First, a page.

We have a small, ten-year-old, grove of P. Aureosulcata ‘Spectabilis’ with a 24” rhizome barrier. Spectabilis is similar to the Yellow Groove but somewhat smaller and, perhaps, a little more cold hardy. You will see how shallow the rhizomes are as your Yellow Groove grows. We have found that our Spectabilis has reached about 22’ (taller than Lewis Bamboo said to expect) here in zone 6A/5B with a culm diameter of 1-1.25”. In milder winters, it has retained leaves but in hard winters such as 2014 and 2015 there was leaf drop and culm damage especially to the very tall culms. We chose Spectabilis because of its cold hardiness, look and full-sun tolerance. Ideally, we would have liked a clumping bamboo but very few can tolerate full sun. Overall, we have been happy with Spectabilis.
Since our grove was to be a privacy screen against our rear property line, we opted for a barrier. Our bamboo has grown over the barrier but, if the area around the barrier is clear, it is easy to prune the rhizomes as they escape. If you excavate, line and backfill your area with screened fill, it is unlikely that you would need a barrier deeper than 24”. Screened fill provides no obstacles that would tend to push rhizomes downward as cousinfloyd pointed out. Another option you could consider is angling the barrier outward at the top to promote rhizomes growing upward. This is not ideal but, if you are committed to rhizome pruning, this makes it easier to see escapees as well as reducing the risk of rhizomes diving. Some websites suggest a sand moat around a grove without the need for a barrier to make subsoiling and rhizome pruning easier.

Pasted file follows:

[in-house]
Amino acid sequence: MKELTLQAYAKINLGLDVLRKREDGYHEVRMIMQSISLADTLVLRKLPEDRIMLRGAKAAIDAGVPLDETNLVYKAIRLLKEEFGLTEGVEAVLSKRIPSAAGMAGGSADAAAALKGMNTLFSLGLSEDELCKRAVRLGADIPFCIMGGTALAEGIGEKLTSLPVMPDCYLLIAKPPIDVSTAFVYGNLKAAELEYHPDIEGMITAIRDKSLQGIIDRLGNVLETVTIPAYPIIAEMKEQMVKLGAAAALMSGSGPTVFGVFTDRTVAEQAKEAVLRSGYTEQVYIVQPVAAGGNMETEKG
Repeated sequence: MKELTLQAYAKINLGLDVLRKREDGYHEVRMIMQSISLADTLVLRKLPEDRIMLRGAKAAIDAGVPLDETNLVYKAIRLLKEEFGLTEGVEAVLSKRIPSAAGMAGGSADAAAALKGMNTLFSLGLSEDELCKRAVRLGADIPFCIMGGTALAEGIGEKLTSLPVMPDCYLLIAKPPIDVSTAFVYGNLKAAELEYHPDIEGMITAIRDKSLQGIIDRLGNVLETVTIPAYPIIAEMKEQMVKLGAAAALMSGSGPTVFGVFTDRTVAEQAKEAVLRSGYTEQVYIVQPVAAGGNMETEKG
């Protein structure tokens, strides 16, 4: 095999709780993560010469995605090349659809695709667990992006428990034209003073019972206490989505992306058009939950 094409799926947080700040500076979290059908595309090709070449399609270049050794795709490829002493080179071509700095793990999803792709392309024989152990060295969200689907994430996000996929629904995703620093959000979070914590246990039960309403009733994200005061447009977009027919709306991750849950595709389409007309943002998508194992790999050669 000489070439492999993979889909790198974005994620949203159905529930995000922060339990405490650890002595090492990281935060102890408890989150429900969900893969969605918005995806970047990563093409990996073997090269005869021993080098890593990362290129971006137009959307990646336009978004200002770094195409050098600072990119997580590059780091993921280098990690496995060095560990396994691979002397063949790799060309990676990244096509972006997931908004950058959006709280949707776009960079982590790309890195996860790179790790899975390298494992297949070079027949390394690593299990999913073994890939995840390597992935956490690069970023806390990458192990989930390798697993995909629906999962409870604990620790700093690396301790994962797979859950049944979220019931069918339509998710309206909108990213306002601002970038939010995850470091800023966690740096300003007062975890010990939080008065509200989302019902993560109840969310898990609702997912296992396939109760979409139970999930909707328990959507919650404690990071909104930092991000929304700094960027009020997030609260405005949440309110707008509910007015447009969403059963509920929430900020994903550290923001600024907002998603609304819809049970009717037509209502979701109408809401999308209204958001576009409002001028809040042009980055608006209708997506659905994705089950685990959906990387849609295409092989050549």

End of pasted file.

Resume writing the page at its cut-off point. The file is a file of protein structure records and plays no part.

If we were to do it again, we would consider a sand moat around the outside of the barrier to help keep the area clear of other growth and to use an edger if needed. Other bamboos we would consider would be P. Nuda and the Bissetii Dwarf (as both cousinfloyd and BambooMan have suggested.) Bissetii is cold hardy, shorter and the shoots are said to be edible.


@cousinfloyd I was looking through your list you’ve got some nice treasures. I feel rude for not asking sooner. Are you working with any bamboo at the moment? Any species that performed well for you? I see you are wanting P. parvifolia, I will be making quite a few rhizome divisions this coming Feb. The last 4 shooting seasons has really tested my patience. Of course, it will be a while before the plants are stabilized enough to ship.


I had maybe around 60 different bamboos at the height of that obsession. I ended up being a little too cold for bamboo, zone 5, around -15F average lows, the main problem being frozen ground with their shallow root system and evergreen leaves.

There were no winters where it was evergreen, and about every year died back to the ground. I think it was 13-14 winter that the ground froze really deep, maybe 3’, and ended up losing 99% of my bamboo.


Here are a bunch of my bamboo photos in random order. All of the photos of things made/done with bamboo are at my place. All the photos of mature bamboo groves are from nearby friends’ and neighbors’ groves, which is where I’ve gotten all the poles and shoots that I’ve used on my farm and eaten so far. Of course, the thing I use bamboo for most often is staking (of all sorts of different types of things), but the photos are all of other uses.